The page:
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Taylor's Automatic Refresher and Gott's Roadside Tray Gourmet
A name change at the Taylor’s Automatic Refresher eateries has created a bit of legal wrangling between the former owners and the current operators. The restaurant at the Oxbow Public Market, shown here, has yet to receive the new sign, Gott’s Roadside Tray Gourmet. J.L. Sousa/Register

What seemed like a simple name change for a popular local burger joint has become a battle between the founder’s family and the two brothers who transformed the sleepy Upvalley roadside stand into a modern-day culinary hit with three locations. 

The family that started Taylor’s Refresher restaurant in St. Helena 60 years ago and owns the rights to the name expressed “outrage” at current owners Joel and Duncan Gott for changing the name of the business. 

Jean Taylor Nicholson, 83, and Virginia Taylor Toogood, 80, the daughters of Taylor’s Refresher founder Lloyd “Popsy” Taylor, said the name change wipes out the good name of their father’s original drive-in and its place in St. Helena history.

“We are shocked and angered by this announcement and will fight to protect our family name and reputation,” Virginia Toogood said in a prepared statement. “Taylor’s Refresher has a long and cherished history in St. Helena that will be irreparably damaged by this. This is like changing the name of the Martini Winery, the French Laundry or any other historic business in our community without consent. It’s not right. We own the property and the name, not the Gotts.”

The Gotts announced this week they are changing the name of the restaurants to Gott’s Roadside Tray Gourmet. They cited legal reasons, a reference to a four-year-old trademark infringement case that started after the Gotts expanded the brand. In a prepared statement issued Friday, Joel Gott wrote that the brothers decided to change the name of the restaurants “to avoid any further controversy.” 

The U.S. Trademark Trial and Appeal Board ruled in 2008 that the sisters are the legal owners of the trade name and mark “Taylor’s Refresher,” and that the Gotts are using the name in St. Helena under a license from the sisters. The Gotts’ appeal of the ruling is pending in San Francisco federal court.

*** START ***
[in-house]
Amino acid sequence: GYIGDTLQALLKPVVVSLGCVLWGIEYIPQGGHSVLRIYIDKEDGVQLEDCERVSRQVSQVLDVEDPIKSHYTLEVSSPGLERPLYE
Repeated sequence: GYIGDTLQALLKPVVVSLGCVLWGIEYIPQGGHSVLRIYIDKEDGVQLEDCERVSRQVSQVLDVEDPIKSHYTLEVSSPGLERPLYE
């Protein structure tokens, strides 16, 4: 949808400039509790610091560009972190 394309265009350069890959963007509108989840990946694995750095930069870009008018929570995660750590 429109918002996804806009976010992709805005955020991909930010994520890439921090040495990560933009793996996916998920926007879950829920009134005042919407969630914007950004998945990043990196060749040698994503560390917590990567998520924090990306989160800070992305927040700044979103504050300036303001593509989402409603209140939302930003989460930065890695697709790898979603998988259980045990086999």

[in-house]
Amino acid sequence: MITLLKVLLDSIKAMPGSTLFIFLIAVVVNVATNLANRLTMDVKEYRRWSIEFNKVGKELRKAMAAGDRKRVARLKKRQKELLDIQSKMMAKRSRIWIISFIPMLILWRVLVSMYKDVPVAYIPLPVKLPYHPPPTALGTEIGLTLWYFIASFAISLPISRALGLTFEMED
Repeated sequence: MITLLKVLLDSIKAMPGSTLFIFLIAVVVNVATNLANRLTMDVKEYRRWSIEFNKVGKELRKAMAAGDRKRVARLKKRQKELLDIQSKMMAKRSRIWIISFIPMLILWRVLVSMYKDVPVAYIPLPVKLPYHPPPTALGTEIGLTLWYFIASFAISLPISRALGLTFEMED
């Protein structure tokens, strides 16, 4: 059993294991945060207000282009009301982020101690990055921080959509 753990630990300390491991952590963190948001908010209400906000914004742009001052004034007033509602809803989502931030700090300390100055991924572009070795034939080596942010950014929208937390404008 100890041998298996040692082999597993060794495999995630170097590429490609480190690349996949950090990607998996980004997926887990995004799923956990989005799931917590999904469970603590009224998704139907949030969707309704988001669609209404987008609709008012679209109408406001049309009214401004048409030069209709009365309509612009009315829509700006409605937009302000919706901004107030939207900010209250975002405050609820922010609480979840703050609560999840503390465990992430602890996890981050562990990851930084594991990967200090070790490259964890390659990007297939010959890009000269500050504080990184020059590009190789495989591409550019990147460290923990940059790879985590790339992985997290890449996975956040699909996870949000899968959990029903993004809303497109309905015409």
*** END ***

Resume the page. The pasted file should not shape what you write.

“In the meantime we are moving forward,” Joel Gott wrote in an e-mail. 

 “At some point soon, we would like to expand to other locations, and while this is being settled by the lawyers, we have decided make the change,” Gott wrote.

Signs at each Taylor’s location have been covered up or changed, and new menu designs distributed. On Thursday and Friday, the newly named Gott’s restaurants hosted parties to announce the name change. 

Generations of local residents and travelers have patronized the hamburger stand that Popsy Taylor first opened in St. Helena in 1949. According to a press release, Virginia and her late husband, Charley Toogood, took over the restaurant in 1968 and, with other family members, operated it for the next 30 years. In 1999, the sisters leased Taylor’s Refresher to the Gotts, who renovated it before reopening as both Taylor’s Refresher and Taylor’s Automatic Refresher. 

A press release from the Taylor sisters said Nicholson and Toogood were “surprised and embarrassed” to learn that the Gotts were opening a new Taylor’s Automatic Refresher at the Ferry Building Marketplace in San Francisco. Three years later, the Gotts opened a third Taylor’s Automatic Refresher in the Oxbow Public Market in Napa.

“While Nicholson and Toogood receive percentage-based lease payments from the original St. Helena restaurant, they have received nothing from the Gotts for the use of the name in San Francisco or Napa. The sisters want to protect their trademark, name and value of the St. Helena restaurant for their families and heirs,” the release said.

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